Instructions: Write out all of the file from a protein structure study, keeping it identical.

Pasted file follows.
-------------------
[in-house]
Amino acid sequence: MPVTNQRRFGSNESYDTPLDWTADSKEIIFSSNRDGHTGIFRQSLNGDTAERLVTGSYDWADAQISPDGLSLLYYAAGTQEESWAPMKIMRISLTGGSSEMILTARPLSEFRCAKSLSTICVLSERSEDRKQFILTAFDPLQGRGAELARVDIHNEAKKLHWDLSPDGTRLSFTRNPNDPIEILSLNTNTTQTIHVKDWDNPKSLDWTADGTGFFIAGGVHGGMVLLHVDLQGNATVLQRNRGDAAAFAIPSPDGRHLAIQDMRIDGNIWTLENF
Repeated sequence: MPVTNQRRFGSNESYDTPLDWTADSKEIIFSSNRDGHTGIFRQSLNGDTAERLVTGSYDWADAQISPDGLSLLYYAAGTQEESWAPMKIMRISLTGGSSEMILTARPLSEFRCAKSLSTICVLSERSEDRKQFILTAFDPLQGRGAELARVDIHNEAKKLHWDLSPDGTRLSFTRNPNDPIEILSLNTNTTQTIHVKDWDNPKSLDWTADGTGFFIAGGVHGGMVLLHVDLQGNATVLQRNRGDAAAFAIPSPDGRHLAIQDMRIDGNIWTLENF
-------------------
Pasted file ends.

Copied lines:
[in-house]
Amino acid sequence: MPVTNQRRFGSNESYDTPLDWTADSKEIIFSSNRDGHTGIFRQSLNGDTAERLVTGSYDWADAQISPDGLSLLYYAAGTQEESWAPMKIMRISLTGGSSEMILTARPLSEFRCAKSLSTICVLSERSEDRKQFILTAFDPLQGRGAELARVDIHNEAKKLHWDLSPDGTRLSFTRNPNDPIEILSLNTNTTQTIHVKDWDNPKSLDWTADGTGFFIAGGVHGGMVLLHVDLQGNATVLQRNRGDAAAFAIPSPDGRHLAIQDMRIDGNIWTLENF
Repeated sequence: MPVTNQRRFGSNESYDTPLDWTADSKEIIFSSNRDGHTGIFRQSLNGDTAERLVTGSYDWADAQISPDGLSLLYYAAGTQEESWAPMKIMRISLTGGSSEMILTARPLSEFRCAKSLSTICVLSERSEDRKQFILTAFDPLQGRGAELARVDIHNEAKKLHWDLSPDGTRLSFTRNPNDPIEILSLNTNTTQTIHVKDWDNPKSLDWTADGTGFFIAGGVHGGMVLLHVDLQGNATVLQRNRGDAAAFAIPSPDGRHLAIQDMRIDGNIWTLENF